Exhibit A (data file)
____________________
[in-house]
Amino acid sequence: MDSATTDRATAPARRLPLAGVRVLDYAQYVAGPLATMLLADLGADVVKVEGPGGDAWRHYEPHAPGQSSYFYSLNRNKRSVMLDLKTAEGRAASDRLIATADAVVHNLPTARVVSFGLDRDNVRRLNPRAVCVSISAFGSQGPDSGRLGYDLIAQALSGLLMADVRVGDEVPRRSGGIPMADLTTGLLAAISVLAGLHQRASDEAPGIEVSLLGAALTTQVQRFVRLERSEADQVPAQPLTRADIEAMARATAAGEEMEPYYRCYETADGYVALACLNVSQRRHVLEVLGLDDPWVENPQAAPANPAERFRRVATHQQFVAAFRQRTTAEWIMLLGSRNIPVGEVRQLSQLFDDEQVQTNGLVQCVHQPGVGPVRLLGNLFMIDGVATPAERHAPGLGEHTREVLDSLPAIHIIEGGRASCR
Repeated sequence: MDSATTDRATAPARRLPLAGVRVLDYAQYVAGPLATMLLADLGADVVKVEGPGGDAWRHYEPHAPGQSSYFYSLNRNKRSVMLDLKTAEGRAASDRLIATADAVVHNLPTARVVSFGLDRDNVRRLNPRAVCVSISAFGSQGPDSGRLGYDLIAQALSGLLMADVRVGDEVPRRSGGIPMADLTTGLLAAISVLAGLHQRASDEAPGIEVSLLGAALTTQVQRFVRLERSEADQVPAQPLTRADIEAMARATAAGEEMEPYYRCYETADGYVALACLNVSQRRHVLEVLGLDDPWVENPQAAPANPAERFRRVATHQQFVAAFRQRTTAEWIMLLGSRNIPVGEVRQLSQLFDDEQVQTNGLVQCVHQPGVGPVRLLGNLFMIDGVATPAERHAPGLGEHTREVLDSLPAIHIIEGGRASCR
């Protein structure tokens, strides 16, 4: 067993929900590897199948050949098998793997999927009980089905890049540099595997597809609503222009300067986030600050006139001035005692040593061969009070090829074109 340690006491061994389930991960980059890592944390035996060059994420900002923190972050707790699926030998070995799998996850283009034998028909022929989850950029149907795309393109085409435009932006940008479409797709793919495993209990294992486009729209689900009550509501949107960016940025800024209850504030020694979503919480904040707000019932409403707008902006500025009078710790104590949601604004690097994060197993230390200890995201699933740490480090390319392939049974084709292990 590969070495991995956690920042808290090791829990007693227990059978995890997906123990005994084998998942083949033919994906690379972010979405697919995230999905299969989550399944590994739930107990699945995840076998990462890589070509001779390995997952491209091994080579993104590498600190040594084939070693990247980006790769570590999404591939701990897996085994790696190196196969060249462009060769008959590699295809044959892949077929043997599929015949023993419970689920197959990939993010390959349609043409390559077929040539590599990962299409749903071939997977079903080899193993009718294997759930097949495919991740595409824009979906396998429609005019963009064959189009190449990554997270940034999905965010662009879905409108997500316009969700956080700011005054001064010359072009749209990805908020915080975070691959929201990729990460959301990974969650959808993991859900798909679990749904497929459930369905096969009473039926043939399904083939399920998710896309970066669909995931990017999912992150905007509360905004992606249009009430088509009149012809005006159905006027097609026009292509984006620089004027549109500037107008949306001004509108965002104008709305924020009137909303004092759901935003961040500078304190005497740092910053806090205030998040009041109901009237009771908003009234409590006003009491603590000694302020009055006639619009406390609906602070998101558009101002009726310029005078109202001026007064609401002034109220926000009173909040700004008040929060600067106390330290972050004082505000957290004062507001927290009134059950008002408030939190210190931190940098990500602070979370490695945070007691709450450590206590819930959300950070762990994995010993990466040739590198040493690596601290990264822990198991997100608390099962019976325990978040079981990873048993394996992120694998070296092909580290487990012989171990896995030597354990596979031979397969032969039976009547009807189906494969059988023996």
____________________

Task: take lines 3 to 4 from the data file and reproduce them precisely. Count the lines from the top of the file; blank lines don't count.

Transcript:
Repeated sequence: MDSATTDRATAPARRLPLAGVRVLDYAQYVAGPLATMLLADLGADVVKVEGPGGDAWRHYEPHAPGQSSYFYSLNRNKRSVMLDLKTAEGRAASDRLIATADAVVHNLPTARVVSFGLDRDNVRRLNPRAVCVSISAFGSQGPDSGRLGYDLIAQALSGLLMADVRVGDEVPRRSGGIPMADLTTGLLAAISVLAGLHQRASDEAPGIEVSLLGAALTTQVQRFVRLERSEADQVPAQPLTRADIEAMARATAAGEEMEPYYRCYETADGYVALACLNVSQRRHVLEVLGLDDPWVENPQAAPANPAERFRRVATHQQFVAAFRQRTTAEWIMLLGSRNIPVGEVRQLSQLFDDEQVQTNGLVQCVHQPGVGPVRLLGNLFMIDGVATPAERHAPGLGEHTREVLDSLPAIHIIEGGRASCR
């Protein structure tokens, strides 16, 4: 067993929900590897199948050949098998793997999927009980089905890049540099595997597809609503222009300067986030600050006139001035005692040593061969009070090829074109 340690006491061994389930991960980059890592944390035996060059994420900002923190972050707790699926030998070995799998996850283009034998028909022929989850950029149907795309393109085409435009932006940008479409797709793919495993209990294992486009729209689900009550509501949107960016940025800024209850504030020694979503919480904040707000019932409403707008902006500025009078710790104590949601604004690097994060197993230390200890995201699933740490480090390319392939049974084709292990 590969070495991995956690920042808290090791829990007693227990059978995890997906123990005994084998998942083949033919994906690379972010979405697919995230999905299969989550399944590994739930107990699945995840076998990462890589070509001779390995997952491209091994080579993104590498600190040594084939070693990247980006790769570590999404591939701990897996085994790696190196196969060249462009060769008959590699295809044959892949077929043997599929015949023993419970689920197959990939993010390959349609043409390559077929040539590599990962299409749903071939997977079903080899193993009718294997759930097949495919991740595409824009979906396998429609005019963009064959189009190449990554997270940034999905965010662009879905409108997500316009969700956080700011005054001064010359072009749209990805908020915080975070691959929201990729990460959301990974969650959808993991859900798909679990749904497929459930369905096969009473039926043939399904083939399920998710896309970066669909995931990017999912992150905007509360905004992606249009009430088509009149012809005006159905006027097609026009292509984006620089004027549109500037107008949306001004509108965002104008709305924020009137909303004092759901935003961040500078304190005497740092910053806090205030998040009041109901009237009771908003009234409590006003009491603590000694302020009055006639619009406390609906602070998101558009101002009726310029005078109202001026007064609401002034109220926000009173909040700004008040929060600067106390330290972050004082505000957290004062507001927290009134059950008002408030939190210190931190940098990500602070979370490695945070007691709450450590206590819930959300950070762990994995010993990466040739590198040493690596601290990264822990198991997100608390099962019976325990978040079981990873048993394996992120694998070296092909580290487990012989171990896995030597354990596979031979397969032969039976009547009807189906494969059988023996």